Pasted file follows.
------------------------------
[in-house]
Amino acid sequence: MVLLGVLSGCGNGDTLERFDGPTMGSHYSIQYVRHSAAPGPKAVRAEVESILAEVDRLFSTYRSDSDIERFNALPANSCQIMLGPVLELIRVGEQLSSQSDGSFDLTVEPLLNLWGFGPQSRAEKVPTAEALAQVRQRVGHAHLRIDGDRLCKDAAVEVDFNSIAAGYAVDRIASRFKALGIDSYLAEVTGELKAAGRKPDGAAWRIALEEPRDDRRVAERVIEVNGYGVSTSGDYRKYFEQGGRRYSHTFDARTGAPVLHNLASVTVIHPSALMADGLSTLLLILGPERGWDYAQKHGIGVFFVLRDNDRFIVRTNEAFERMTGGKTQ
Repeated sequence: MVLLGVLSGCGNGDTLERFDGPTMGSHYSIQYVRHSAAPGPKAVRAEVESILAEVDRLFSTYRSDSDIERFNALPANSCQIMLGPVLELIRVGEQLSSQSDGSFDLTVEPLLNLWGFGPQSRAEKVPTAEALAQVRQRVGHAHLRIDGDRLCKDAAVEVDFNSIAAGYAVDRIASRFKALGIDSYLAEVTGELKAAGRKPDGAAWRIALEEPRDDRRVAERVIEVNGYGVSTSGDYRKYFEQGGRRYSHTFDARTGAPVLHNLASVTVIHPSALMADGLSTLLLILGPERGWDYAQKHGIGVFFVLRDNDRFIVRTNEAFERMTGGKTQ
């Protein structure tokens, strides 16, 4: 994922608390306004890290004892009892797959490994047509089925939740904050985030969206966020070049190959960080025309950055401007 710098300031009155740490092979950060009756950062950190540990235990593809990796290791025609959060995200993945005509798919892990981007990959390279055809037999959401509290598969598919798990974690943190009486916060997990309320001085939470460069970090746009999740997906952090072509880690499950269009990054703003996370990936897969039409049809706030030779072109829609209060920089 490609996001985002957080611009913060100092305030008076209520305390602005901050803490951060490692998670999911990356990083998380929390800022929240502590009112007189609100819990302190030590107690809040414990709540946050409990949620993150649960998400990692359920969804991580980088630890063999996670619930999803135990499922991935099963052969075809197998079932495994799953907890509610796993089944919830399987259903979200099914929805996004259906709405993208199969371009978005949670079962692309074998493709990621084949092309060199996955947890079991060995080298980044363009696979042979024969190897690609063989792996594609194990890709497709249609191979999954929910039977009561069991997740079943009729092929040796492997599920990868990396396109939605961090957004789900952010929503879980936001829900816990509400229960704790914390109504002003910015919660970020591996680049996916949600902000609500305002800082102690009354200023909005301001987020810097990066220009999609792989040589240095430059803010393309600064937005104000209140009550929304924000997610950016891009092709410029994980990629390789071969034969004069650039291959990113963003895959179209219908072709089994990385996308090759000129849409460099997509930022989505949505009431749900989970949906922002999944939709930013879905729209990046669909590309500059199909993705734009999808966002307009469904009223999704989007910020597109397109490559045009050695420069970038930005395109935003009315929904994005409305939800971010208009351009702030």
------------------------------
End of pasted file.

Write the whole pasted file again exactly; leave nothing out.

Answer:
[in-house]
Amino acid sequence: MVLLGVLSGCGNGDTLERFDGPTMGSHYSIQYVRHSAAPGPKAVRAEVESILAEVDRLFSTYRSDSDIERFNALPANSCQIMLGPVLELIRVGEQLSSQSDGSFDLTVEPLLNLWGFGPQSRAEKVPTAEALAQVRQRVGHAHLRIDGDRLCKDAAVEVDFNSIAAGYAVDRIASRFKALGIDSYLAEVTGELKAAGRKPDGAAWRIALEEPRDDRRVAERVIEVNGYGVSTSGDYRKYFEQGGRRYSHTFDARTGAPVLHNLASVTVIHPSALMADGLSTLLLILGPERGWDYAQKHGIGVFFVLRDNDRFIVRTNEAFERMTGGKTQ
Repeated sequence: MVLLGVLSGCGNGDTLERFDGPTMGSHYSIQYVRHSAAPGPKAVRAEVESILAEVDRLFSTYRSDSDIERFNALPANSCQIMLGPVLELIRVGEQLSSQSDGSFDLTVEPLLNLWGFGPQSRAEKVPTAEALAQVRQRVGHAHLRIDGDRLCKDAAVEVDFNSIAAGYAVDRIASRFKALGIDSYLAEVTGELKAAGRKPDGAAWRIALEEPRDDRRVAERVIEVNGYGVSTSGDYRKYFEQGGRRYSHTFDARTGAPVLHNLASVTVIHPSALMADGLSTLLLILGPERGWDYAQKHGIGVFFVLRDNDRFIVRTNEAFERMTGGKTQ
């Protein structure tokens, strides 16, 4: 994922608390306004890290004892009892797959490994047509089925939740904050985030969206966020070049190959960080025309950055401007 710098300031009155740490092979950060009756950062950190540990235990593809990796290791025609959060995200993945005509798919892990981007990959390279055809037999959401509290598969598919798990974690943190009486916060997990309320001085939470460069970090746009999740997906952090072509880690499950269009990054703003996370990936897969039409049809706030030779072109829609209060920089 490609996001985002957080611009913060100092305030008076209520305390602005901050803490951060490692998670999911990356990083998380929390800022929240502590009112007189609100819990302190030590107690809040414990709540946050409990949620993150649960998400990692359920969804991580980088630890063999996670619930999803135990499922991935099963052969075809197998079932495994799953907890509610796993089944919830399987259903979200099914929805996004259906709405993208199969371009978005949670079962692309074998493709990621084949092309060199996955947890079991060995080298980044363009696979042979024969190897690609063989792996594609194990890709497709249609191979999954929910039977009561069991997740079943009729092929040796492997599920990868990396396109939605961090957004789900952010929503879980936001829900816990509400229960704790914390109504002003910015919660970020591996680049996916949600902000609500305002800082102690009354200023909005301001987020810097990066220009999609792989040589240095430059803010393309600064937005104000209140009550929304924000997610950016891009092709410029994980990629390789071969034969004069650039291959990113963003895959179209219908072709089994990385996308090759000129849409460099997509930022989505949505009431749900989970949906922002999944939709930013879905729209990046669909590309500059199909993705734009999808966002307009469904009223999704989007910020597109397109490559045009050695420069970038930005395109935003009315929904994005409305939800971010208009351009702030």